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Word processing with Write&Set is very different from those Windows word processing programs such as Winword or StarOffice, and also differs in some respects from Wordstar for DOS. Word processing operations are closer to Latex than to Winword. With Write&Set, the task of 'text content editing' and that of 'typesetting' are sequention operations, rather than simultaneously.

For the moment, forget all you have learned about computer word processing and think about the time before the personal computer was invented, when your 'word processor' was pen, scissors, cement, etc. The way to get a complex document involved some or all of the following steps:

In the first step there was no need to consider the layout - page size, margins, type faces. The author concentrated only on the contents... The four steps were performed step by step. Today when you prepare a document using Winword, the steps are all intermingled, effectively taking place simultaneously. Because of this mode of operation, Winword and its counterpart word processors are difficult to use. This design philosophy produces word processing programs that are big, slow, drain system resources, crash often, and in some cases are unable to produce the document the user requires.

And, making it more difficult, Winword and its counterpart word processors change the line and page formatting of a document, if you load it on a different computer or print it to another printer. Line and page breaks which are optimized by hand can force very unpleasant layout malfunctions.

By way of contrast, when documents are prepared with Write&Set, the four steps take place sequentially rather than concurrently.

Step 1 Editing: Text is prepared as an (unformatted) 'raw' text file (a *.WS file) using WSedit (or Wordstar DOS). Such a text file will not include fixed margins. If you use WSedit, the margin of the displayed text depends only on the settings of the editing window and the screen font.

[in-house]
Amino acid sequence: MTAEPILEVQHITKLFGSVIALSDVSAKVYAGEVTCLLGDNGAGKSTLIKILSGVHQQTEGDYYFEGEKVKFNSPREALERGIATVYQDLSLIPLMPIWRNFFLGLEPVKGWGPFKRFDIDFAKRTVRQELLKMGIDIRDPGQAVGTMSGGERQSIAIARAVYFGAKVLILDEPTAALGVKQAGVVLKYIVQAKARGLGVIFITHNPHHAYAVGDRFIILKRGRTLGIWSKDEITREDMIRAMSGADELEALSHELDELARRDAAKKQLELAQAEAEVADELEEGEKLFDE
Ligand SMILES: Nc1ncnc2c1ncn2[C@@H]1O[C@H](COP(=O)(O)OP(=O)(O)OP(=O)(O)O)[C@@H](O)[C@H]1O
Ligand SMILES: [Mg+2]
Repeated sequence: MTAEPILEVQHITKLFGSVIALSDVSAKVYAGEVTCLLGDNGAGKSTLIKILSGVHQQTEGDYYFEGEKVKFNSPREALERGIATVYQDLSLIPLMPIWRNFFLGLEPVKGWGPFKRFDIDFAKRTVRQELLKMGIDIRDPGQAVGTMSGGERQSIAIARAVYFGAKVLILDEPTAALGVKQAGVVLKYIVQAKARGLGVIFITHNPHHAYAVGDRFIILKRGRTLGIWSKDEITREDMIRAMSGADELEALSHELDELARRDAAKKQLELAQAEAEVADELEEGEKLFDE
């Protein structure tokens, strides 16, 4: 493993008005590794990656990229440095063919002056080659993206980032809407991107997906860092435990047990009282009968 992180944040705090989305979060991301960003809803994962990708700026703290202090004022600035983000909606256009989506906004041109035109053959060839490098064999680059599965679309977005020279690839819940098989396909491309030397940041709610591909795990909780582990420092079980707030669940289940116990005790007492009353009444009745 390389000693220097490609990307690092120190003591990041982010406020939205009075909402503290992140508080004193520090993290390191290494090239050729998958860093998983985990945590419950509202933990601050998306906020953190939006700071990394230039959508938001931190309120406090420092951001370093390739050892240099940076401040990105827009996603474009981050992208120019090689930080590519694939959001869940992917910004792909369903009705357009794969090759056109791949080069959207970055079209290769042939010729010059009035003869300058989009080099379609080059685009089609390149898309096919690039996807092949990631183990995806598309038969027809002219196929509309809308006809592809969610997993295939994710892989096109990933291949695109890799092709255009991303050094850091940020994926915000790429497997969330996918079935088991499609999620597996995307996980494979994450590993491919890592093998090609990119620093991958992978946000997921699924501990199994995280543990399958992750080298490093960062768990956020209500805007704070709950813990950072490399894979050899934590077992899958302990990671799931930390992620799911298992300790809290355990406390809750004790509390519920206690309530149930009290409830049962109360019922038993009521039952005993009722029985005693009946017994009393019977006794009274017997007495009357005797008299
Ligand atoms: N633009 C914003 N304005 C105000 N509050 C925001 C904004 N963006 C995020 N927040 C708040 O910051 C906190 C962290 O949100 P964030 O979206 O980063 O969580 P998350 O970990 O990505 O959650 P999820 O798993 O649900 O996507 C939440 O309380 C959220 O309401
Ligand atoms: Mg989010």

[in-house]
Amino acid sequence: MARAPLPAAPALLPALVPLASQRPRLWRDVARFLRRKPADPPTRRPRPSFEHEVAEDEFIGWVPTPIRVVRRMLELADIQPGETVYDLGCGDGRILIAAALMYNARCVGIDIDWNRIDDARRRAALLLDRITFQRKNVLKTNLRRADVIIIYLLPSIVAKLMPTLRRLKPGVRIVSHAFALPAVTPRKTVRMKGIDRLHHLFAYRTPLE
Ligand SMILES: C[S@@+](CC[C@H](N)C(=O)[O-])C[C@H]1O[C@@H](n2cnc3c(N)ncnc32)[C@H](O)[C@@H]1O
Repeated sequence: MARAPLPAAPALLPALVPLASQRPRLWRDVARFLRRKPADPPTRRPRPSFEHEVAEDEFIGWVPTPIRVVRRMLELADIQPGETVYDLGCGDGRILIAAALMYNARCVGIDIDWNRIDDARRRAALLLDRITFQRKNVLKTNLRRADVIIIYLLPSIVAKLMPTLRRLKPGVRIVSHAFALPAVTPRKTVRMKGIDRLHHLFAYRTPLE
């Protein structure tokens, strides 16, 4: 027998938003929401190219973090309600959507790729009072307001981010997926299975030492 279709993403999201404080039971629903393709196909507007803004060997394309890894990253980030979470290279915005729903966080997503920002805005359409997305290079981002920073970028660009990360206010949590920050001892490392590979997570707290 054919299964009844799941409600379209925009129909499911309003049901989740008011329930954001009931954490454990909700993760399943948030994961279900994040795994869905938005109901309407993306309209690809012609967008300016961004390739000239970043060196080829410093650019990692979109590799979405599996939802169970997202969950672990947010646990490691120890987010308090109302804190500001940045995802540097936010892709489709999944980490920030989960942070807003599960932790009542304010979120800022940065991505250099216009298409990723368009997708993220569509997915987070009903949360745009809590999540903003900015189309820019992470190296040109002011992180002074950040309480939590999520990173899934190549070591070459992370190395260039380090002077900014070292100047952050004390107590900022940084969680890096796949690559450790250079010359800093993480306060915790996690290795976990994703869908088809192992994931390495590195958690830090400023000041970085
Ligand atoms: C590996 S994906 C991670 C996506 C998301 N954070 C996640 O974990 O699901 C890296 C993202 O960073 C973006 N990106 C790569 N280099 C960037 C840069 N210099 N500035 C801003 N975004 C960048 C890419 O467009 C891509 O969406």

When preparing documents on your computer, WSformat will only rarely be called upon to process the text. This is the reason why I have decided not to create a single program incorporating both functions.

Step 2: Starting WSformat, formatting the unformatted raw-text WS file to produce a formatted FMT file:

The WSformat 'format' function reads the raw-text WS file and writes an FMT file. It does not modify the WS file in any way. In the FMT file, which can be also viewed using WSedit or Wordstar (DOS), the right margin is now fixed, the page breaks are apparent, and words at the end of the line which require hyphenation are displayed accordingly.

Step 3: Minor changes by hand on the formatted FMT file

If you are not satisfied with some formatting details, you can make small changes to the FMT file. These include such things as incorrect hyphenations, and more importantly, page breaks which can be improved.

However, avoid making bigger changes to the FMT file; if these are considered necessary, it is more expedient to make the changes to the WS file and run WSformat again. Because WSformat formatting is extremely fast (about 100 pages per second, depending on your processor and the nature of the text), this does not represent a significant delay in production.

The WSformat preview feature helps in locating sections of the text where the printout can be improved. The printout in the Preview window mirrors exactly page printout.

Step 4: Printing the final version of the document

After making the final changes to the FMT file, select the physical or virtual printer installed on your computer and print your document. This is done the same way as it would be for other current word processors. Besides physical printers (laser or inkjet printers), it is possible to use 'virtual' printers (FAX and PDF creation programs). These also work on files produced with WSformat.